7 things you need to know about hiring Generation Z
If you’ve finally got your strategies down pat for hiring Millennials, now a new generation is making its mark – Generation Z.  

They’re born between the late 1990s and 2010 and are most comfortable in digital habitats.  They are also ambitious and favour opportunities and workplace culture like no other generation.  So, how do you make recruitment Gen Z-friendly? 

Harness the digital natives

Like it’s become for many of us, mobile social media use is second nature for Gen Z, so you need to leverage this screen time with breakthrough advertising and opportunities.  Daniel Tee, Practice Lead – Financial Services at MARS Recruitment emphasises the importance of having a digital ecosystem to reach Gen Z through relevant channels “where they live”. In other words, recruiters need to have innovative marketing and social media strategies to pique the interest of their Generation Z clients. 

“The best time to reach them is not necessarily when they are actively looking for work, but passively while they are consuming social media,” Tee adds.

Tip the balance in their favour

Many Generation Z employees crave opportunities that are progressive and unique. “They value work-life balance and social opportunities in a way we haven’t experienced before,” Tee says.

So much so that a report by Accenture UK indicated that 62% of Gen Z would “choose a fun, positive and social atmosphere at work over salary.”

Robyn Djelassi, Head of People & Culture at Vinomofo, agrees.  Having recruited a decent Generation Z workforce, she says, “working from home, volunteer leave and part-time work are absolute expectations if the role allows for it.”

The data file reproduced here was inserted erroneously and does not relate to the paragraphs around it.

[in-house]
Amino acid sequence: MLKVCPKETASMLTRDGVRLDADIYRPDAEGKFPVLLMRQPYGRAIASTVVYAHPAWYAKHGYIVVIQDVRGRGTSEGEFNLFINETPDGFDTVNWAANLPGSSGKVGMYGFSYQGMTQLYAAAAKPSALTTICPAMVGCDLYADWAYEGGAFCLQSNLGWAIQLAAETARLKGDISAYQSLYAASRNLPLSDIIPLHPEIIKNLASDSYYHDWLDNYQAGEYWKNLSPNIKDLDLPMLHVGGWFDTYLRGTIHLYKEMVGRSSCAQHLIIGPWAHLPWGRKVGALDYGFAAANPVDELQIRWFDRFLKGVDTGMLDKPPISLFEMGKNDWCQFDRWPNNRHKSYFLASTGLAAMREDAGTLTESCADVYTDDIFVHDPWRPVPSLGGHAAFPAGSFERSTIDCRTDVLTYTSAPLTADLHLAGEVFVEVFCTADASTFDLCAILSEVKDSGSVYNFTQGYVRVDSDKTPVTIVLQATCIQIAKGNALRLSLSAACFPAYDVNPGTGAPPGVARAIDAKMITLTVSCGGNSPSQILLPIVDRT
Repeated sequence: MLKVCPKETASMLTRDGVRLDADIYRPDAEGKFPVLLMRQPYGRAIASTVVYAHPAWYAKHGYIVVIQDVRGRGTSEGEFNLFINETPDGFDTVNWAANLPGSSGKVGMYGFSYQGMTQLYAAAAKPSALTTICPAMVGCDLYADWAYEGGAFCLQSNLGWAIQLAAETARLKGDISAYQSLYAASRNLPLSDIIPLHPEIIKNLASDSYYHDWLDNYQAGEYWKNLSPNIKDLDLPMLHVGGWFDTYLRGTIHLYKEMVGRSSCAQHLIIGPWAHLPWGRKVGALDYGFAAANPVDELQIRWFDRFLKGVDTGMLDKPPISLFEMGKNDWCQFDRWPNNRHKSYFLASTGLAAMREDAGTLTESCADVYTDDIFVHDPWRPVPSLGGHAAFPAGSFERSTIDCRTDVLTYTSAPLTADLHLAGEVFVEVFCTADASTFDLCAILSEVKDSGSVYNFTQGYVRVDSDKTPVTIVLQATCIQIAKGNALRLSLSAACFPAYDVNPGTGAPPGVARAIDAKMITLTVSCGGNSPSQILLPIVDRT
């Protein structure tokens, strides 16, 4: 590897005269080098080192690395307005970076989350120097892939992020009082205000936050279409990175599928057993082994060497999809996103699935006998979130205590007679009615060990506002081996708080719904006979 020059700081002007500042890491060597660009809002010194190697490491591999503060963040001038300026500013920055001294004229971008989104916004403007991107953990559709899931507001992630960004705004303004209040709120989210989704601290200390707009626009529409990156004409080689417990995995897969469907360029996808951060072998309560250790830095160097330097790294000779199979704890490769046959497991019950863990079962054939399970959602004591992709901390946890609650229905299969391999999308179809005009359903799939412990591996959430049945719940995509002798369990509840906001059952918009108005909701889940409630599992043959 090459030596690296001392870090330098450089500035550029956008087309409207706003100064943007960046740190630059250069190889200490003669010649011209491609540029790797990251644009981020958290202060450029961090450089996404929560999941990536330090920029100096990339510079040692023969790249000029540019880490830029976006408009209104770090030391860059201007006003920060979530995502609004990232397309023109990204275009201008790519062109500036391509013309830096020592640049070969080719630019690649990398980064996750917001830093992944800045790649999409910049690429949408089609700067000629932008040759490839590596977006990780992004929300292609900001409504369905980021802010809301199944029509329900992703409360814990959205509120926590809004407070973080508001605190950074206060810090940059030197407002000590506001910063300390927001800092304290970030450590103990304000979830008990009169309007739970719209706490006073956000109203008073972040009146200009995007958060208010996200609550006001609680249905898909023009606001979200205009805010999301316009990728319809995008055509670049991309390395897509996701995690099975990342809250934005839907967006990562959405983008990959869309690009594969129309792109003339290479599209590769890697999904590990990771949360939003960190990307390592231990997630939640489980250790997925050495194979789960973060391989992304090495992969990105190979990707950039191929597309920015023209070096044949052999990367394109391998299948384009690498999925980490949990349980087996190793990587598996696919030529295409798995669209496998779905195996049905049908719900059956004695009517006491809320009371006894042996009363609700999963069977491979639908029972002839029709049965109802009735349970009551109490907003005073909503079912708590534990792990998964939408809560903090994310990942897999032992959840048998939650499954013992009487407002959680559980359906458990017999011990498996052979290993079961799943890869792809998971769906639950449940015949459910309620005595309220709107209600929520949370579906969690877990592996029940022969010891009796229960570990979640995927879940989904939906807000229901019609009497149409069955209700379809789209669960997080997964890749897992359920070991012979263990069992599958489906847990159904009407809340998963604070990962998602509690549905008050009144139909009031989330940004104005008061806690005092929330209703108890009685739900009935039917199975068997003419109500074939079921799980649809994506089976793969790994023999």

Satisfy their hunger

A recent Deloitte study showed that 33% of respondents would quit their job in the next two years if there were not enough opportunities to advance, followed closely by a lack of learning and development opportunities (27%).  

To cater for this focus on progression, on top of their wine education programs, Vinomofo promotes from within where possible and provides secondment opportunities to different areas of the business.

Sell your workplace culture 

When Deloitte asked about ‘success markers’, just 56% of Gen Z indicated that earning a high salary was at the top of their list of ambitions.

This demographic has other aspirations, particularly when it comes to workplaces that have strong values and corporate social responsibility.  

“Having an overarching sense of social responsibility and being authentically committed to issues like climate change, mental health and inclusivity will definitely make you an employer of choice with Generation Z,” Tee says.

Listen to what they need 

Unlike their predecessors, many Generation Z employees value experience and culture over set career paths, which puts the pressure on hirers to make positions attractive. Mundane aspects of traditional roles are becoming less appealing, so Tee says that hirers need to consider how they can change positions to merge other responsibilities and utilise other skills-sets.  

Many Gen Z employees won’t settle for a one-size-fits all approach – they want a personalised experience rather than a scattergun attitude.  “Texting or emailing each individual applicant with a personal message and sign off will definitely pay dividends,” Djelassi says.

The same goes for onboarding. “Gen Z are much more eager to seek feedback and confident to ask questions, so workplaces need to be prepared for this,” she says.  

Modify your perspective

As a general rule of thumb, Generation Z don’t see the point wasting time in the office doing ‘busy work’ but they do give a lot in return.  According to the Accenture report, six in 10 new graduates consider it acceptable to work on evenings and weekends and 83% would relocate to another city for the right job offer.

What they really crave is a personalised experience that hits the right note between salary, work-life balance, learning and development opportunities and career development. 

“They bring a fresh new perspective and remind us that there is more to life than 12-hour days in the office,” Djelassi says.